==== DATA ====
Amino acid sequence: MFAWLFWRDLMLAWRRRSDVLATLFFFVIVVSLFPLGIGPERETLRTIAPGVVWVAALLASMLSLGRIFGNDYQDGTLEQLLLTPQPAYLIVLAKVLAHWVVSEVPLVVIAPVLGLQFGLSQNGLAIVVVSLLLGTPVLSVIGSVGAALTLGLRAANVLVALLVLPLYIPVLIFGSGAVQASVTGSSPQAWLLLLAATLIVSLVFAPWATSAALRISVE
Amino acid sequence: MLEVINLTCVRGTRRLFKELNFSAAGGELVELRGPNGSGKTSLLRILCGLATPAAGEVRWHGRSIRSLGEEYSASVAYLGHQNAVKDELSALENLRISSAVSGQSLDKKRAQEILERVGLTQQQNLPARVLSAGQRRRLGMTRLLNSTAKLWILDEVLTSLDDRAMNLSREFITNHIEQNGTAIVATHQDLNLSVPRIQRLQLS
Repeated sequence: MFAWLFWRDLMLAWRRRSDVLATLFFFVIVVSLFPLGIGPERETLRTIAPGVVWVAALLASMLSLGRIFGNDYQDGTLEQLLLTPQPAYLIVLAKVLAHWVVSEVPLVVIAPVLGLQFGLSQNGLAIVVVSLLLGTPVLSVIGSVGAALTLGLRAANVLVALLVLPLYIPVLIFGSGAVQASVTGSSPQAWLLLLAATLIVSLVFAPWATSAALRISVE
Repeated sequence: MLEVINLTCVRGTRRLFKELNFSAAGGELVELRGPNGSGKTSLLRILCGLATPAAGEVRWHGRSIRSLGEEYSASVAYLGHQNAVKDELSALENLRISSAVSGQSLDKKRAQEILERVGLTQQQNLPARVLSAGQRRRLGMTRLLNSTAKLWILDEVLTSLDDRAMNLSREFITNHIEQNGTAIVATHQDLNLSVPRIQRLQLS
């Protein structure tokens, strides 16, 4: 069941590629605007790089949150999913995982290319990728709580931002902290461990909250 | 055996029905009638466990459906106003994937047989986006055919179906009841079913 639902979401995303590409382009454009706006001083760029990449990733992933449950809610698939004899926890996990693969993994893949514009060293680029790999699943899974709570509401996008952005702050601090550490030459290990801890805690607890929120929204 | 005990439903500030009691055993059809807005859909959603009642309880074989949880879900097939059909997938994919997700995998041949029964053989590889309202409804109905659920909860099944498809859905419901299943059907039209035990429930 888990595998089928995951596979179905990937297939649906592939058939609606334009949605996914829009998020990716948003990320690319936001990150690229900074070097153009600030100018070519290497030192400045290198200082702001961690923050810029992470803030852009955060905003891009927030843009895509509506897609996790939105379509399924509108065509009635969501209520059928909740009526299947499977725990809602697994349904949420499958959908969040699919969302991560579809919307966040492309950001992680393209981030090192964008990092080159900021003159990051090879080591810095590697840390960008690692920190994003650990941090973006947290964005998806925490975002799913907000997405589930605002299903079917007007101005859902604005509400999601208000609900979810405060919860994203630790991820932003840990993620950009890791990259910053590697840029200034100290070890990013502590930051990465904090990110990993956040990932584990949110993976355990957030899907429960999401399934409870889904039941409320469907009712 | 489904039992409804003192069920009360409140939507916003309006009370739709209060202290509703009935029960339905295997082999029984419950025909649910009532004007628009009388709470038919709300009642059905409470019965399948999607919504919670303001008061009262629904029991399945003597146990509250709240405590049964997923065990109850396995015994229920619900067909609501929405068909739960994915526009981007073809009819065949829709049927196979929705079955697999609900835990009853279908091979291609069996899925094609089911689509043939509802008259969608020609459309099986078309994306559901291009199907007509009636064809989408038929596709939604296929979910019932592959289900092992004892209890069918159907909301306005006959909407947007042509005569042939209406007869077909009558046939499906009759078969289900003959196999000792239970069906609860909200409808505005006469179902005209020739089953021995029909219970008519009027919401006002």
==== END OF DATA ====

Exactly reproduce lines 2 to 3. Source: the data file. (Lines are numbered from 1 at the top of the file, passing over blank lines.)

Amino acid sequence: MLEVINLTCVRGTRRLFKELNFSAAGGELVELRGPNGSGKTSLLRILCGLATPAAGEVRWHGRSIRSLGEEYSASVAYLGHQNAVKDELSALENLRISSAVSGQSLDKKRAQEILERVGLTQQQNLPARVLSAGQRRRLGMTRLLNSTAKLWILDEVLTSLDDRAMNLSREFITNHIEQNGTAIVATHQDLNLSVPRIQRLQLS
Repeated sequence: MFAWLFWRDLMLAWRRRSDVLATLFFFVIVVSLFPLGIGPERETLRTIAPGVVWVAALLASMLSLGRIFGNDYQDGTLEQLLLTPQPAYLIVLAKVLAHWVVSEVPLVVIAPVLGLQFGLSQNGLAIVVVSLLLGTPVLSVIGSVGAALTLGLRAANVLVALLVLPLYIPVLIFGSGAVQASVTGSSPQAWLLLLAATLIVSLVFAPWATSAALRISVE